Oils – For Oil Painting

Refined Linseed Oil


When mixed with oil paint, Michael Harding’s linseed oil increases the gloss and transparency of the paint, thins the paint for easier flow, and reduces visible brush marks. It also slows the drying time of the paint. However, using too much can cause yellowing due to the natural color of the oil and can lead to defects like wrinkling if layers are applied too thickly.

Alkali Refined Pale Linseed Oil, a pale oil extracted from flax seeds, is used in many of Michael Harding’s paints. This oil ensures a strong paint film during drying, contributing to the longevity of each painting. It is also suitable for use with dry ground pigments.

Please note: Soft materials soaked in linseed oil should be stored in sealed containers to prevent oxidation, which can generate heat and potentially cause spontaneous combustion. Ensure the container is securely closed and stored in a cool place. Brushes and tools used with linseed oil should be cleaned with white spirit.

Michael Harding’s Refined Linseed Oil is crafted from the finest materials. Michael Harding continually develops, tests, and releases new artist supplies, maintaining a commitment to sourcing the highest quality materials. Using Michael Harding products means working with materials that meet the standards of the Old Masters, combined with modern innovation.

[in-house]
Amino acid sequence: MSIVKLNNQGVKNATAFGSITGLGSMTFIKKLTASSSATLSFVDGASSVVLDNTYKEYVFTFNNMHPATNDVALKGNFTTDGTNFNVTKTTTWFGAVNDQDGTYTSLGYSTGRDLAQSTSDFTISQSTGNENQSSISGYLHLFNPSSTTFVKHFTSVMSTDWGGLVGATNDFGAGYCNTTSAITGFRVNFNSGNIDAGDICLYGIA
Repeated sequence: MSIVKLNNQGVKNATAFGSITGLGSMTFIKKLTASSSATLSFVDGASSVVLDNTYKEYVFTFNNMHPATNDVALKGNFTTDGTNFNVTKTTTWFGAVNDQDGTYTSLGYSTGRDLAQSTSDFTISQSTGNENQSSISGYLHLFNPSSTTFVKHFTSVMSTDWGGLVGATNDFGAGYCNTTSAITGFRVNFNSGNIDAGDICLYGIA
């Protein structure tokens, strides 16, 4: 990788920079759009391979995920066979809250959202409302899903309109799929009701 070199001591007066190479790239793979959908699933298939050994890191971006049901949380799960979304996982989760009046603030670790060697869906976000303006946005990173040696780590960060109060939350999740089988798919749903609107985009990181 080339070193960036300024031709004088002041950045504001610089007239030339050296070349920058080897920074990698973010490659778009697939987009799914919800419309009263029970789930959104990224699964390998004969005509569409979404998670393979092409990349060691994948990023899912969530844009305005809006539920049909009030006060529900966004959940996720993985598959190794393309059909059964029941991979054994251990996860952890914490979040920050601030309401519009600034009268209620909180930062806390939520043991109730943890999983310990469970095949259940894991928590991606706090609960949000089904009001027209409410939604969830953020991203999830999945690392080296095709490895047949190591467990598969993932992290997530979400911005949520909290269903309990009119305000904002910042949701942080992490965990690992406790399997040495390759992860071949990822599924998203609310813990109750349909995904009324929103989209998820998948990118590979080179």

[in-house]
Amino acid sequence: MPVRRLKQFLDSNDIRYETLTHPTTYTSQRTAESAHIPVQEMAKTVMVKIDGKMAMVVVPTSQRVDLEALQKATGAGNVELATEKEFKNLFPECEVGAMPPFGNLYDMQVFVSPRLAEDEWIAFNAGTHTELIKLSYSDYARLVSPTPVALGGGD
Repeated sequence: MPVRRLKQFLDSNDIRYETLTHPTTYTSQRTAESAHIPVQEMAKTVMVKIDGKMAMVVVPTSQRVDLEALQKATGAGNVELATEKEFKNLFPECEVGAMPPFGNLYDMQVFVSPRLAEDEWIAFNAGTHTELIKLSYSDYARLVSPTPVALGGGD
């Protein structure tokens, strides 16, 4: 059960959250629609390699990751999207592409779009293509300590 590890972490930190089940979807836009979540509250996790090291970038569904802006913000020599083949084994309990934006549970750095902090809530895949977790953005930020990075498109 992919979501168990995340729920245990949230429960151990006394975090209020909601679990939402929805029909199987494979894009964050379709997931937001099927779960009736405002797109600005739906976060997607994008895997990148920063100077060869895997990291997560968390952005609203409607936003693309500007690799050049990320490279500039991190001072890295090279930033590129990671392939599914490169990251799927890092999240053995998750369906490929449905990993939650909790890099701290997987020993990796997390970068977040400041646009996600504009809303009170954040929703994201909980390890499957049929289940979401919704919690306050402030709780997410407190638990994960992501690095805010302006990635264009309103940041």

Michael Harding Napthol Red artists' quality oil paint

SAFETY NOTE: Soft materials that have absorbed linseed oil should be stored in sealed containers, as the oil will oxidise when exposed to air. This chemical reaction releases so much heat that rags may spontaneously combust. Make sure the lid of the container is closed securely and stored in a cool place. Brushes and tools used with linseed oil should be cleaned thoroughly with white spirit.

Key Features:

Key Features:

  • Increases gloss and transparency
  • Produces a strong, durable paint film
  • Available in 100ml, 250ml, and 1000ml sizes
  • Professional quality
  • Made with refined linseed oil
  • Improves paint consistency
  • Made in the UK

Guide for Use:

You can add linseed oil to your oil paints to increase flow; however, an excess will lead to some yellowing due to the natural colour of the oil. Apply the paint layers thinly to avoid other defects of excess, such as wrinkling

Using Michael Harding Linseed Oil in the Fat Over Lean Technique

Materials Needed:

  • Michael Harding Linseed Oil
  • Oil paints
  • Palette or mixing surface
  • Palette knife or mixing tool
  • Brushes
  • White spirit (for cleaning brushes and tools) or Miracle Medium/Washing up Liquid. 
  • Sealed container (for storing used rags or materials)


  1. Understand the Fat Over Lean Principle:

    • The fat over lean technique involves applying layers of oil paint with increasing oil content (fat) over layers with less oil content (lean). This ensures that the top layers remain flexible as the painting dries, preventing cracks.
  2. Prepare Your Workspace:

    • Set up a clean, well-lit area with proper ventilation.
    • Arrange your oil paints, linseed oil, palette, brushes, and other tools within easy reach.
  3. Initial Lean Layers: